• Thomas Buchanan, Scots Irish, came to Charles county around 1712.  His sons James and William were the forebears of many of the Buchanans who settled in the Toe river valley in the western part of North Carolina.
  • meanwhile George Buchanan from Edinburgh arrived in 1723 and was one of the founders of Baltimore.  He built the family mansion just outside of town, known by the Scottish name of Auchentorlie.  Franklin Buchanan of this family was a Confederate naval officer during the Civil War, commanding the ironclad CSS Virginia.
And Pennsylvania attracted three notable Scots Irish Buchanan lines:
  • Thomas Buchanan and his wife Jane who left Donegal for Harrisburg, Pennsylvania sometime in the 1720’s. Major John Buchanan, born there in 1759, was one of the founders of present-day Nashville, Tennessee.  He led the defence of the early settlement against Indian attacks in 1792.  His great grandson John P. Buchanan was Governor of Tennessee a hundred years later.
  • John Buchanan who came to Pennsylvania from Derry in the 1740’s and then moved onto the New river area of Virginia.  His son Nathaniel fought in the Revolutionary War and afterwards moved to Kentucky where he had received a land grant.  His descendants headed further west to Illinois and Indiana.
  • while US President James Buchanan, the son of immigrant James Buchanan, was born in a log cabin in Cove Point, Franklin county in 1791.  He never married.
One ancestry chart does connect Pat Buchanan, the political commentator, to the early Bohannon line.  The Bohannon name did appear in Mississippi in the early 19th century.  His more immediate point of contact is with William Buchanan of Chickasaw county, Mississippi who fought and was captured at Atlanta during the Civil War.

  George Buchanan from the Glasgow merchant family was a sugar planter in Jamaica in the late 1700’s and early 1800’s.  However, after the death of his wife Jane in 1815, he brought his family back to England.  His son Andrew, trained as a doctor, moved to Dunedin, New Zealand in 1857 and was active in the care of mental patients there. 

"Andrew was tall and erect, but of slight build.  His hair was black and inclined to be curly, his features aquiline, grey eyes overshadowed by strong eyebrows - according to relatives 'a marked Buchanan face,'"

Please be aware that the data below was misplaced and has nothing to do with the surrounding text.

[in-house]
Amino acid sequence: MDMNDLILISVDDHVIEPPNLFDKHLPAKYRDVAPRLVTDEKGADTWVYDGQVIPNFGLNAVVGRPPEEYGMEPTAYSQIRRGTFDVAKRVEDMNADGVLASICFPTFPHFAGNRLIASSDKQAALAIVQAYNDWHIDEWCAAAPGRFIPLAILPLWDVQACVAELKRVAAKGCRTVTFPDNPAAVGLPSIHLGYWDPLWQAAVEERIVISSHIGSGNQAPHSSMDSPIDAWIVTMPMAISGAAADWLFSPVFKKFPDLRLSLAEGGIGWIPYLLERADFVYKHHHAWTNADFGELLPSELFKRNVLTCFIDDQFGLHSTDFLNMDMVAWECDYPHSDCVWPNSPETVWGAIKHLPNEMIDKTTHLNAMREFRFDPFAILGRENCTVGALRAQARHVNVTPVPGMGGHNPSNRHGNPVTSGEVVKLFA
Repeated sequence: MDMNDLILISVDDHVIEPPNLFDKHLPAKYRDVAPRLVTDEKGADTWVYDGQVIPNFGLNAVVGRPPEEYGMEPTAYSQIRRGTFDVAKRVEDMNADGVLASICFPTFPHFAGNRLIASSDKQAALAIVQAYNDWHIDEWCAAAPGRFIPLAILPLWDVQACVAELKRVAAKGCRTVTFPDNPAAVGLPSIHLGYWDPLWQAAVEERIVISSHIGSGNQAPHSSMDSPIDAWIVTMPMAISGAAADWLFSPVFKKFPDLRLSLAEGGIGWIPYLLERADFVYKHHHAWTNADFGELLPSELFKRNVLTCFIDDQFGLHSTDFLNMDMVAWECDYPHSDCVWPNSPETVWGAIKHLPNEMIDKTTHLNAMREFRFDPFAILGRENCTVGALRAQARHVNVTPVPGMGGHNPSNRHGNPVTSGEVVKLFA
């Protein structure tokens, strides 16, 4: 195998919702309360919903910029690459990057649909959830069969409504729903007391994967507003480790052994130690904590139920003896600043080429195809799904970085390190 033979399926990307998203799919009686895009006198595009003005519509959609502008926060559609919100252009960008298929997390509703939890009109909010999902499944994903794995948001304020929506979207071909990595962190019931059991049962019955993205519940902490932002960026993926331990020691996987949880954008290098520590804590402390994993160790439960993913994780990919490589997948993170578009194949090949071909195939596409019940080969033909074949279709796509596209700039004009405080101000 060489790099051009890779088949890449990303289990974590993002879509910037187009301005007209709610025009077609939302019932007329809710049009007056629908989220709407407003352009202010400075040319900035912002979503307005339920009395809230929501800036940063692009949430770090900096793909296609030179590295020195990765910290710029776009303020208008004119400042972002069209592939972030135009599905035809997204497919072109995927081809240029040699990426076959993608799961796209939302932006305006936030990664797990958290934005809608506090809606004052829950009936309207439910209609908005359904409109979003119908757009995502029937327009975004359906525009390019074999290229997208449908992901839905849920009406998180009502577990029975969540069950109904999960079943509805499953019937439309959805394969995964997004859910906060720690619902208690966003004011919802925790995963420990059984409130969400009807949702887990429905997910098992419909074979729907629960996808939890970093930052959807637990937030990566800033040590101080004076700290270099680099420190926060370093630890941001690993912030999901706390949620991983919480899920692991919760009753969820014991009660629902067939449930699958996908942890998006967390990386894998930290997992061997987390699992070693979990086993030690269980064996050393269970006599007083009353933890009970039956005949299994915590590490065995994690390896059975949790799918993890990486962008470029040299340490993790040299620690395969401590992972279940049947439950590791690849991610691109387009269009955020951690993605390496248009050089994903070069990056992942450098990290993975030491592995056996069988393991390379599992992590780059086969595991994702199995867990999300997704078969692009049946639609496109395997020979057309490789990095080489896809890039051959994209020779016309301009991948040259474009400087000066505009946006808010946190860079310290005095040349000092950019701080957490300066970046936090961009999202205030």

Canada.  The merchant James Buchanan of Omagh in county Tyrone promoted trade and immigration to Canada in the first half of the 19th century.  He died in Canada in 1851.  Not surprisingly, there were some Buchanan immigrants to Canada from Tyrone: 
  • Andrew Buchanan and his family came in 1847 and were pioneer settlers in Perth county, Ontario.  Some of their descendants later migrated west to Manitoba in the 1870’s.  
  • while William and Matilda Buchanan made the Atlantic passage in the same year.  They settled in Grey county, Ontario where they raised 13 children.  
These two families were probably related.  Meanwhile Thomas Buchanan from Donegal arrived with a large family retinue in Ontario in 1857.  He worked on the Canadian railways and later made his home in Nova Scotia.

There were also Buchanans from Scotland.  Isaac Buchanan, the son of a Glasgow merchant, came to Toronto in 1832 to start up a merchant business there.  He prospered, later settling in Hamilton.  John Buchanan was probably of lesser account.  He had come to PEI from Loch Lomond in Scotland in the early 1850’s.  Sadly, he did not live long there, being killed by a horse on his farm when he was around 29.  But he and his wife had had six children by that time.  The male line continued through his son Anthony, a postmaster at Elmwood.

  As with Canada, Buchanan arrivals were a mix of Scots and Scots Irish.

Andrew Buchanan, a yarn merchant from county Tyrone, had two sons who came out to Australia – William in 1822 and Charles in 1832.  They farmed on nearby land along the Hunter river in NSW.  Charles’s two sons William and Nathaniel were cattle ranchers there.

“In 1850 the brothers went on the California Gold Rush, but returned to Australia after a short stay to find that their station had been mismanaged and lost in their absence.”

They migrated north to Queensland and were pioneer ranchers in this northern part of Australia.  Both worked until the end of their lives, William in 1911 and Nathaniel in 1901.

David Buchanan meanwhile came out to Australia from Edinburgh in 1852.  He was a lawyer who practiced in New South Wales and was a member of the NSW Legislative Council

Select Buchanan Miscellany

If you would like to read more, click on the miscellany page for further stories and accounts:

Select Buchanan Names

George Buchanan was a 16th century Scottish writer, humanist scholar, and Protestant reformer.  He was the tutor to James VI of Scotland who later became James I of England.
Andrew Buchanan
was a Glasgow tobacco lord and its Provost in 1740. 
Major John Buchanan
was an American frontiersman, one of the founders of present-day Nashville, Tennessee.
James Buchanan was the 15th President of the United States, preceding Abraham Lincoln.  His attempts to maintain peace between North and South seemed to alienate both sides and helped precipitate the Civil War.
Professor Colin Buchanan
became Britain’s most famous town planner, following the publication of his Traffic in Towns in 1963.
Ken Buchanan
from Scotland is considered the greatest British lightweight boxer in history, following his winning of the world title in 1970

Select Buchanans Today
  • 15,000 in the UK (most numerous in Glasgow)
  • 24,000 in America (most numerous in Texas) 
  • 17,000 elsewhere (most numerous in Australia)

PS.  You might want to check out the surnames page on this website.  It covers surname genealogy in this and companion websites for more than 800 surnames.

Click here for reader feedback
Click here for return to front page